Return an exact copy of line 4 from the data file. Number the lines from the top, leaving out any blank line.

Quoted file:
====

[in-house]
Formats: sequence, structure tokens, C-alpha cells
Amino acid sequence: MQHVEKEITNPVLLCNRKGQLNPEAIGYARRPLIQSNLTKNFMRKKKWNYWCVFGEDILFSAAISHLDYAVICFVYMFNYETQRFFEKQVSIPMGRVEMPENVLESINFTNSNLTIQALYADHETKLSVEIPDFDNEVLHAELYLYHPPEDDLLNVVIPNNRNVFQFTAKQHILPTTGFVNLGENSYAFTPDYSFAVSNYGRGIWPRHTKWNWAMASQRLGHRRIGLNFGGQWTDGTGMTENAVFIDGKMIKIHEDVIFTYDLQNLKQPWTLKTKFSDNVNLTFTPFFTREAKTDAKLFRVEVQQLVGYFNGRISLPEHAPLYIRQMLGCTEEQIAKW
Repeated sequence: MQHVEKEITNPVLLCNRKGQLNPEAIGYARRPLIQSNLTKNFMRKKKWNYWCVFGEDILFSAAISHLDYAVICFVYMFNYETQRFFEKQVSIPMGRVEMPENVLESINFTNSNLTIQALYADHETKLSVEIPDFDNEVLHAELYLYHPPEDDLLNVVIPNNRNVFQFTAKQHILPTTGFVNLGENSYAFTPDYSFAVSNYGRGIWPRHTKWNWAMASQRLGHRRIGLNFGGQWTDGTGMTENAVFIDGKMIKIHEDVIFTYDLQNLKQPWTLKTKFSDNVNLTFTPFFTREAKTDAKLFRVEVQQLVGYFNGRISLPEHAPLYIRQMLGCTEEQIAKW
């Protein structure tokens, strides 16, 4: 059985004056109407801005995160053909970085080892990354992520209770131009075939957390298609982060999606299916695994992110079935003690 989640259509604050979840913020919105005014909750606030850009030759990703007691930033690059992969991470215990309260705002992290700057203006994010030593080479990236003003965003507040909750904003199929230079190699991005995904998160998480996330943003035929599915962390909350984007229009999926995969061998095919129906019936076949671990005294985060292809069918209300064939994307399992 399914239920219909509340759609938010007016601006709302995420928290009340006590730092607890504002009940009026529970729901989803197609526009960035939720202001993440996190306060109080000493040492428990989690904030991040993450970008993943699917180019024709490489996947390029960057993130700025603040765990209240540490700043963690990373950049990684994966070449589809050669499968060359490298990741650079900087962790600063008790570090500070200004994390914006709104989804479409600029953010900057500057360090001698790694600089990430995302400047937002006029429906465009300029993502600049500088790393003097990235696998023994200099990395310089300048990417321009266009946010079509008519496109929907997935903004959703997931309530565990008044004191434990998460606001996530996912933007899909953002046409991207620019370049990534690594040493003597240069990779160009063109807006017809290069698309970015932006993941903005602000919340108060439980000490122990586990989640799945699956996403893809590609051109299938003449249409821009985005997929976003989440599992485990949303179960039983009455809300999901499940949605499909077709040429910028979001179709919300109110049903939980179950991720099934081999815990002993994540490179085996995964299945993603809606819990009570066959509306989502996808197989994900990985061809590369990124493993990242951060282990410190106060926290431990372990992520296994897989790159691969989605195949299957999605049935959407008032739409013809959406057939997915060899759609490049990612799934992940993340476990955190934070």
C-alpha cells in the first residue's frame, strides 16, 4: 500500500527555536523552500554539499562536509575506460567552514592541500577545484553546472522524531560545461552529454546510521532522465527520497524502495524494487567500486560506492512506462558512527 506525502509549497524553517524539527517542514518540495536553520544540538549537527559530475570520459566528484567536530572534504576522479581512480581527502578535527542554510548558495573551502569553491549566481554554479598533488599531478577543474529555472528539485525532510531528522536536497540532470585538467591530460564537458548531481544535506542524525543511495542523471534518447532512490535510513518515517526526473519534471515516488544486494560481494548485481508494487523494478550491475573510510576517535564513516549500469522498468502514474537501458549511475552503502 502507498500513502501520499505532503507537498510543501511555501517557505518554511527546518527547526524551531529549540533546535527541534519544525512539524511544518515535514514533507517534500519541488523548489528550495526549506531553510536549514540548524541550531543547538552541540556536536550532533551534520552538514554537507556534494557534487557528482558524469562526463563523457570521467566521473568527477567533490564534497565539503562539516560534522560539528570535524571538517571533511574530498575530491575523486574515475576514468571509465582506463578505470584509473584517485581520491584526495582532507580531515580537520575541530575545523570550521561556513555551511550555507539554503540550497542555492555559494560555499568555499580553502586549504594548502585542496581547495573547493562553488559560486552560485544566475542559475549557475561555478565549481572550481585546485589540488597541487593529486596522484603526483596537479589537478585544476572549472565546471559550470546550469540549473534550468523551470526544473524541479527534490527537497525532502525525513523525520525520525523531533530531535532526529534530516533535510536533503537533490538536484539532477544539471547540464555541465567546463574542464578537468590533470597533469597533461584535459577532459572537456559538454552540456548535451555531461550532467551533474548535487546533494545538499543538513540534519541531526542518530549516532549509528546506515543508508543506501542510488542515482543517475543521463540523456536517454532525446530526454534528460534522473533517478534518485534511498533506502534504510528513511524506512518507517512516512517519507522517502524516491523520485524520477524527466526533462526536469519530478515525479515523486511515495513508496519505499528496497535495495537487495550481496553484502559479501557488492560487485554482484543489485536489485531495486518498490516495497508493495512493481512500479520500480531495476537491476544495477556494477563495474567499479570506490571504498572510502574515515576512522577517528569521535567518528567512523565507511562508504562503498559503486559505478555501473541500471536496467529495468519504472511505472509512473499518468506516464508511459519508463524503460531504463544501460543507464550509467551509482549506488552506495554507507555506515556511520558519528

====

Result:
Repeated sequence: MQHVEKEITNPVLLCNRKGQLNPEAIGYARRPLIQSNLTKNFMRKKKWNYWCVFGEDILFSAAISHLDYAVICFVYMFNYETQRFFEKQVSIPMGRVEMPENVLESINFTNSNLTIQALYADHETKLSVEIPDFDNEVLHAELYLYHPPEDDLLNVVIPNNRNVFQFTAKQHILPTTGFVNLGENSYAFTPDYSFAVSNYGRGIWPRHTKWNWAMASQRLGHRRIGLNFGGQWTDGTGMTENAVFIDGKMIKIHEDVIFTYDLQNLKQPWTLKTKFSDNVNLTFTPFFTREAKTDAKLFRVEVQQLVGYFNGRISLPEHAPLYIRQMLGCTEEQIAKW